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DBA backs wetlands permitting changes

Friday, December 22, 2017   (0 Comments)
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By the Dairy Business Association

MADISON, Wis. — John Holevoet, director of government affairs for DBA, testified at a hearing on Thursday in favor of changes to the permitting of projects that involve wetlands. His involvement is another example of DBA’s commitment to staying on top of important issues in Madison that affect our members. John’s prepared remarks are below.

Testimony Regarding AB 547 & SB 600 – December 21, 2017

My name is John Holevoet, and I am the director of government affairs for the Dairy Business Association (DBA). DBA represents dairy farmers, dairy processors, and allied businesses throughout Wisconsin. Our members include dairy farms of all sizes, with herds ranging from fewer than 50 to more than 10,000 cows. Through a deep commitment to advocacy, collaboration and open conversations, DBA seeks to empower our membership to lead Wisconsin’s dairy community forward.

I want to thank Chairman Horlacher and Chairman Cowles as well the other members of their respective committees for the opportunity to speak regarding AB 547 and SB 600. We support these bills. The proposed legislation has several parts, but the general thrust of the bills would be to allow more flexibility when dealing with wetlands. That is a pragmatic approach and one that will pay dividends in terms of encouraging development while also protecting the environment. For example, the focus on mitigation is likely to focus resources and attention on those areas where help is most needed or it would be most impactful.

Of the legislation’s various parts, I want to focus my testimony on changes it would have regarding the treatment of manmade or so-called “artificial wetlands.” These bills would exclude such areas from the definition of wetland and the requirements that go along with such a definition. This change makes common sense. It will also help agriculture to be more adaptable. 

The bill identified “artificial wetlands” as nonfederal wetlands that were created by “human modifications to the landscape or hydrology and for which DNR has no definitive evidence showing a prior wetland or stream history.” Unfortunately, “artificial wetland” have been far too easy to create on farms. They have been the result of various drainage, irrigation, or even conservation practices. Once “created” a wetland can then become a regulatory nightmare especially for a family farm that is looking to grow in place at or near the original farmstead location.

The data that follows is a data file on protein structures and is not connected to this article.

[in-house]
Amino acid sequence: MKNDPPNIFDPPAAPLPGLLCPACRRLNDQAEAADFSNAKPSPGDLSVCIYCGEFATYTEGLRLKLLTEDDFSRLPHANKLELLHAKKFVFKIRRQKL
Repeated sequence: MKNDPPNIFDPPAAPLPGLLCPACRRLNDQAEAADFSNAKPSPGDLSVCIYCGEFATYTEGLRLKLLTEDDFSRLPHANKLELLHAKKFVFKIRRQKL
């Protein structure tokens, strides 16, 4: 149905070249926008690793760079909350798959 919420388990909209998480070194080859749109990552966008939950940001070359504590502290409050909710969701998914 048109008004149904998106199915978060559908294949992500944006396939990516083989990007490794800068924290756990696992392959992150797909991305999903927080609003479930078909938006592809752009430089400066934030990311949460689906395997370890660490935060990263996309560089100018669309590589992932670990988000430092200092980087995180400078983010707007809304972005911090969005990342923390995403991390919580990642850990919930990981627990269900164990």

I would like to provide an example of the challenges farmers face dealing with “artificial wetlands” now. The DBA member in question is a 300-cow dairy farm in Brown County. The farm is owned and managed by a father and son team. It is at the same location their family has farmed since 1913. They are a progressive and civic-minded farm family. They have served on different state and local boards. They are active participants in more than one conservation initiative. In short, they are model members of our dairy community. Being conservation-focused, the family installed grassed waterways to help prevent erosion and reduce runoff. They did not implement this practice because of the promise of cost-share or to receive some sort of payment. They spent the time and money necessary to install these grassed waterways because they want to be good stewards of the land and water.

As many of you know, these are challenging economic times for dairy farmers, who are facing a third year of low milk prices. To help cope with this, the farm planned a modest addition to their free-stall barn to allow them to house and milk more cows. Their plans were disrupted because of an “artificial wetland” created by one of these grassed waterways. This is a ridiculous turn of events. They were not going be disturbing a wetland as most people would think of it. They were merely going to build on part of their land, which they had previously set aside and allowed vegetation to grow on because of a voluntary desire to do better for the environment.

This example is disturbing for multiple reasons. It is sad to think of farmers having to deal with one more hurdle to them using their land in a responsible fashion to support their family. It is even worse to think about the negative message this situation sends to these farmers and others about voluntary participation in conservation practices. It actually discourages farmers from taking certain steps for conservation. We want farmers to view state and local officials working on conservation as allies, but it is hard to foster that positive relationship when issues like this arise.

AB 547 and SB 600 would prevent this particular situation from persisting and would stop it from being repeated elsewhere. Wetlands are important to the landscape. Farmers was to protect them and understand their importance, including as it relates to meeting water quality goals for which farmers and others will be held accountable. I ask you all to support these two bills because of the provisions they have to address issues farmers and others are having because of the regulation of manmade wetlands. This is just one reason to vote for these measures. I am here on behalf of just one segment of our state’s economy, but many others are also here to voice support for these bills. Ultimately, support for these bills is warranted for many good reasons.

Thank you for your time and attention to this matter. I would welcome any questions about my testimony that you may have.

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